Take the 2-minute tour ×
Stack Overflow is a question and answer site for professional and enthusiast programmers. It's 100% free.

Whenever I call .flush() on any of the writers in the title (who are wrapping an OutputStreamWriter), the flushed data is not sent; however, when .close() is called on the writer, it flushes and the server can read the data. I don't know if I am calling .write() or .readLine() incorrectly, or if, since the read operation has already blocked, that is the problem? I need to find a way to flush the data without closing the socket (I'll be using this in another program). In both of the SSCCE's I have, there are System.out.println()'s for debugging. In the client, it will go to "check 4" and loop on nothing (it does more read and writing in the actual program, just can't have it close in the example). In the server, it gets to "check 2" and blocks at reader.readLine(). I've read around on SO, but all I've come up with is that readLine() isn't a good idea for network programs, and that I should implement my own protocol; however none of the posts point to a good tutorial site, or anything else with good network coding tutorials. Here are the SSCCEs:

Client SSCCE

package testClient;

import java.io.IOException;
import java.io.OutputStreamWriter;
import java.io.PrintWriter;
import java.net.Socket;
import java.net.UnknownHostException;
import java.security.InvalidAlgorithmParameterException;
import java.security.InvalidKeyException;
import java.security.NoSuchAlgorithmException;
import java.security.spec.InvalidKeySpecException;
import java.security.spec.KeySpec;
import java.util.Random;

import javax.crypto.Cipher;
import javax.crypto.CipherOutputStream;
import javax.crypto.NoSuchPaddingException;
import javax.crypto.SecretKey;
import javax.crypto.SecretKeyFactory;
import javax.crypto.spec.IvParameterSpec;
import javax.crypto.spec.PBEKeySpec;
import javax.crypto.spec.SecretKeySpec;

public class Client {

    public static void main(String[] args) {
        try {
            Socket s = new Socket("",48878);
            System.out.println("check 1");
            PrintWriter pw = new PrintWriter(new OutputStreamWriter(s.getOutputStream(),"UTF-8"));
            System.out.println("check 2");
            pw.write("Hello StackOverFlow.");
            System.out.println("check 3");
            System.out.println("check 4");
        } catch (IOException e) {


Server SSCCE

package testServer;

import java.io.BufferedReader;
import java.io.IOException;
import java.io.InputStreamReader;
import java.net.ServerSocket;
import java.net.Socket;

public class Server {

    public static void main(String[] args) {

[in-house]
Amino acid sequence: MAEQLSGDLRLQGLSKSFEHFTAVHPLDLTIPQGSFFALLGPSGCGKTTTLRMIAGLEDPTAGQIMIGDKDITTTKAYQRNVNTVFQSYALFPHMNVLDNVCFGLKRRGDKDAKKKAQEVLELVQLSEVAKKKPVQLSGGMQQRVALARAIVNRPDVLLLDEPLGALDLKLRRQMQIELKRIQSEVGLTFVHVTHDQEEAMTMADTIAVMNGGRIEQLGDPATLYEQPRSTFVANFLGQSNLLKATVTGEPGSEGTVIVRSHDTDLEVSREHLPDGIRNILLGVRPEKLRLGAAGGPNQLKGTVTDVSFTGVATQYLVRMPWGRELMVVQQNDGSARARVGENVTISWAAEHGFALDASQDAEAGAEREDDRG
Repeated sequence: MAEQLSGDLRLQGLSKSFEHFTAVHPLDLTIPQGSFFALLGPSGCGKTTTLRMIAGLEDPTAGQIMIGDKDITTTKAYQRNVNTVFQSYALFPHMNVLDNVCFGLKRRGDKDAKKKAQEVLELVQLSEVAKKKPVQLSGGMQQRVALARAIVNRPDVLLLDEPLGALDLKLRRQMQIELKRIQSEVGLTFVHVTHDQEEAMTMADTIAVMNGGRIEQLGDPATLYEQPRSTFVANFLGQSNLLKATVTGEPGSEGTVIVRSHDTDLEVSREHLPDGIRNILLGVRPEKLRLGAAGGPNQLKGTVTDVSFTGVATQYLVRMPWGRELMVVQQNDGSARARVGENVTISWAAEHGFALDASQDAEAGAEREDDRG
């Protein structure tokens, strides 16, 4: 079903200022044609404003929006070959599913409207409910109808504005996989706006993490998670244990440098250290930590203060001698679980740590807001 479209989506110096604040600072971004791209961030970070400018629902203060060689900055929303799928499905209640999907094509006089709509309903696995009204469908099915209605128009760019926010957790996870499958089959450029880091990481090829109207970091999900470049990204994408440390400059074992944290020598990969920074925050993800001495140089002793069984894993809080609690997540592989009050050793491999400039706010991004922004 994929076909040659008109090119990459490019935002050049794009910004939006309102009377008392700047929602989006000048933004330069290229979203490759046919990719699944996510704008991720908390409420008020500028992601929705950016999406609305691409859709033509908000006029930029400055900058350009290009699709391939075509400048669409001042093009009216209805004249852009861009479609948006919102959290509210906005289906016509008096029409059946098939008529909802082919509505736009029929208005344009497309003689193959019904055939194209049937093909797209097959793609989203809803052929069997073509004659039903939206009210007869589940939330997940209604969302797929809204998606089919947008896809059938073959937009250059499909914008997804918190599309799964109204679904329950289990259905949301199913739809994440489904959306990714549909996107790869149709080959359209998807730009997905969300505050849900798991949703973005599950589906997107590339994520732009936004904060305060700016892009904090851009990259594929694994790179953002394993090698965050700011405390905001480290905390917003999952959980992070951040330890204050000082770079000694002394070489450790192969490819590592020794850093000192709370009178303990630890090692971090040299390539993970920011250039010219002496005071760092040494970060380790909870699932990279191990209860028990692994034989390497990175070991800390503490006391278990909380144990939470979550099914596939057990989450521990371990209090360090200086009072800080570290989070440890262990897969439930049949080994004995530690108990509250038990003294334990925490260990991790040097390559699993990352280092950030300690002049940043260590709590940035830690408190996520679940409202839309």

try {
            ServerSocket ss = new ServerSocket(48878);
            Socket client = ss.accept();
            System.out.println("check 1");
            BufferedReader reader = new BufferedReader(new InputStreamReader(client.getInputStream(),"UTF-8"));
            System.out.println("check 2");
            byte[] buffer = new byte[20];
            int i = 0;;
            int x;
            while((x=reader.read())!=-1) {
                buffer[i] += (byte)x;
                i = i++;
            String text = new String(buffer,"UTF-8");
            System.out.println("check 3");
        } catch (IOException  e) {

share|improve this question

2 Answers 2

up vote 1 down vote accepted

Try with auto flush property of PrintWriter that flush the data once new line methods are calle. There is no need to call flush after writing any data in the stream.

Unlike the PrintStream class, if automatic flushing is enabled it will be done only when one of the println, printf, or format methods is invoked, rather than whenever a newline character happens to be output.

Sample code:


PrintWriter pw = new PrintWriter(new OutputStreamWriter(s.getOutputStream(),"UTF-8"),true);
pw.println("Hello StackOverFlow.");


BufferedReader reader = new BufferedReader(new InputStreamReader(client.getInputStream(),"UTF-8"));
share|improve this answer
Thanks. I must have overlooked the piece of the Javadoc about it having to be a println, printf, or format method. +1 –  Levi Jun 20 '14 at 1:37

The "bug" is in the loop which you use to read the data. EOF is only sent when you close the stream on the other side. So the loop seems to hang despite the fact that is has probably added N bytes to the array already.

What you need to do is to send a hint to the server about the length of data that the client is about to send. That can be the number of bytes/characters or a termination character (line a line feed).

In the sender, send the data+hint and then flush.

In the receiver, read just as much data as you are allowed and not a single byte more. That way, the receiver will not block.

In your case, reader.readLine() should work as long as you use println() + flush on the sender.

share|improve this answer
+1 Sorry, with Braj's answer, you don't need to add a line feed to the end of a message, however, your answer is right; almost exactly the same as Braj's. I don't think I can add two answers though. –  Levi Jun 20 '14 at 1:36
His answer gives a solution, my answer explains why it happens. You have a line feed in both cases. –  Aaron Digulla Jun 20 '14 at 7:27

Your Answer


By posting your answer, you agree to the privacy policy and terms of service.

Not the answer you're looking for? Browse other questions tagged or ask your own question.